Hugo Botha, M.B., Ch.B.

What attracted you to neurology?

My love for science, particularly neuroscience, meant that I was always planning on going into a biological field. It was primarily the challenge of arriving at a diagnosis through carefully interviewing and examining a patient, backed up by a thorough understanding of the human body, that drove me to do medicine.

Given my interest in understanding the brain, I was immediately drawn to neurology once I realized how much we can learn about the brain from disease states. It soon became clear that a neurologist is faced with as many biomedical questions as they are philosophical ones.

Patients and families afflicted with a neurological disease become abruptly aware that their memories, personality and intellect depend on a functioning brain. Their struggles emphasize the fragility of our mental and emotional lives and force one to contemplate the nature of consciousness and personhood.

The intellectual satisfaction of localizing a lesion or process and solving a complicated case, as well as advancing our understanding of the brain, might have been what drew me to neurology initially, but it was the intersection of science and philosophy and the unique challenges neurologists face in clinical practice that ultimately convinced me.

What attracted you to Mayo Clinic for residency training?

About midway through medical school in South Africa, I started reading everything related to neurology I could get my hands on and began exploring training opportunities in various countries.

Serious interest in Mayo Clinic started when I read "Fifty Neurologic Cases From Mayo Clinic." It sparked an investigation into Mayo's history, philosophy about patient care and the reasons for the extraordinary reputation of its neurology department.

I spent the following three years dreaming about completing my neurology residency at Mayo Clinic, a daunting challenge that later proved to be one of the richest experiences of my life. After I completed an away rotation in neurology at Mayo at the start of final year, I knew it was the only place I wanted to do residency.

What makes the Mayo Clinic Adult Neurology Residency unique?

There are several things that stand out. I can't imagine any program matching the diverse range of pathology offered by the combination of local patients with common neurologic problems and those who have come to Mayo in the hope of finding an answer to their exceedingly rare presentation.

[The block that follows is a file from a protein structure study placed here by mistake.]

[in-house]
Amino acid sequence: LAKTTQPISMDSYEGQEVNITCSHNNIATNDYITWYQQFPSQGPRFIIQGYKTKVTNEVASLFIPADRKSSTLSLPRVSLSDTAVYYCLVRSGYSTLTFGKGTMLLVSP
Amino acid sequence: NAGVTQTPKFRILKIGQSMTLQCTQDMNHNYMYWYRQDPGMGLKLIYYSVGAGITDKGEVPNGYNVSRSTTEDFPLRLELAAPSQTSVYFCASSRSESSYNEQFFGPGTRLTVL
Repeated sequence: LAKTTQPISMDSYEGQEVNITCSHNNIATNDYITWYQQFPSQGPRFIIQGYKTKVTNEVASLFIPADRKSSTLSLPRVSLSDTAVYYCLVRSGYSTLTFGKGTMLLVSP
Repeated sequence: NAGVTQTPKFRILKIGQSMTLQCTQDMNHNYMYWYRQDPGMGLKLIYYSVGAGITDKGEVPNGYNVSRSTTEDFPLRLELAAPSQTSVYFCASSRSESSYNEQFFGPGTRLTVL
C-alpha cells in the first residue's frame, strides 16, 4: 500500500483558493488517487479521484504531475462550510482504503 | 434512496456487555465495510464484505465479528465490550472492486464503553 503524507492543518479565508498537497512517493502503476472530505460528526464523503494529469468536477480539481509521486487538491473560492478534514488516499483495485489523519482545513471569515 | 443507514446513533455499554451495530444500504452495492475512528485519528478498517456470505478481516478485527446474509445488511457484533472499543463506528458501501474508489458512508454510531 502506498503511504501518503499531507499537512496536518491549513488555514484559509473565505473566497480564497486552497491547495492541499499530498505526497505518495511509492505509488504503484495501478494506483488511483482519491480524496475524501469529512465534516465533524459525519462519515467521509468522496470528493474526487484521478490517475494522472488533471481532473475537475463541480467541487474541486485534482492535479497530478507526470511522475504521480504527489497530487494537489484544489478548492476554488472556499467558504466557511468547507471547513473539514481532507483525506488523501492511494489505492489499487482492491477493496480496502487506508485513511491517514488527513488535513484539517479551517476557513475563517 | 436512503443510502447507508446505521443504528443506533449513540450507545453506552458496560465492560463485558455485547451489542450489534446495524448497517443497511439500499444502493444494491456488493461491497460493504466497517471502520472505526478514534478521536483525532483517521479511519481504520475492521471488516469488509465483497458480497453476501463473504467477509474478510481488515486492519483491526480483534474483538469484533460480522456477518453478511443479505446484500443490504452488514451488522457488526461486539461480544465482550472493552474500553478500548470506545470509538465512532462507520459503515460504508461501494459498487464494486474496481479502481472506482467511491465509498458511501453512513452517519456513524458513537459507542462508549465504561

At an institutional level, the unwavering commitment to providing the best possible patient care is contagious, and I constantly feel driven to improve. The size of the neurology department also means that not only is every subspecialty represented, but there is a passionate faculty member for almost every group of disorders within a subspecialty.

But I think the most unique and impressive thing about the program is the dedication to teaching. From one-on-one bedside pearls to the excellent didactic sessions, the daily lunch conferences, and the plethora of archived case discussions, it's impossible not to gain a deep understanding of the field. The teaching also goes beyond neurology, as we all benefit from close mentorship on career decisions.

Anything surprise you about Mayo's program?

I've been most surprised by the research opportunities. Given the fact that Mayo doesn't have a large university associated with it, I had been uncertain about the translational research opportunities as well as ones in less clinically oriented areas, such as functional MRI (fMRI).

However, in little more than a year, I've gotten involved in several projects of exactly the sort I had worried might be lacking here. Faculty members are always open to involving residents in their projects or helping them start their own. There is ample research time, and the department provides so much support from project initiation, where residents have access to statisticians and data experts, all the way to publication and presentation, with media support services.

The open and collaborative environment means that residents and fellows often work together too. Mayo's dedication to resident research means that all of us have plenty of opportunities to present at national meetings, and most projects lead to publications.

What is living in Rochester, Minn., like for you?

It's safe to say that I'm not a fan of snowy winters, having grown up in a region where snow only ever fell on the mountaintops and if it did, it was newsworthy enough for the front page. But the winters have been surprisingly uneventful, and I'm slowly learning to enjoy the unique outdoor activities on offer during them.

The city itself is evolving rapidly, and I've noticed several new restaurants and shops that have opened since my visit as a student. Furthermore, it's a very easy place to live, with a relatively low cost of living, an incredibly low crime rate and no traffic. I hadn't realized how comfortable I had it until I visited some friends on the East Coast!

The diverse backgrounds of the physicians add another flavor, and I've made friends from just about every continent. And when you feel like you need something different, the Twin Cities are only 80 miles away.

What does your future look like right now?

I'm planning on doing a behavioral neurology fellowship and pursuing a career in academic neurology. With rapid advancement in the field and the potential treatments on the way for several of the neurodegenerative diseases, it's a very exciting time to be going into behavioral neurology.

Mayo has long been one of the top behavioral groups, and the caliber of projects available to residents here is unbeatable. I couldn't be happier.

Feb. 10, 2014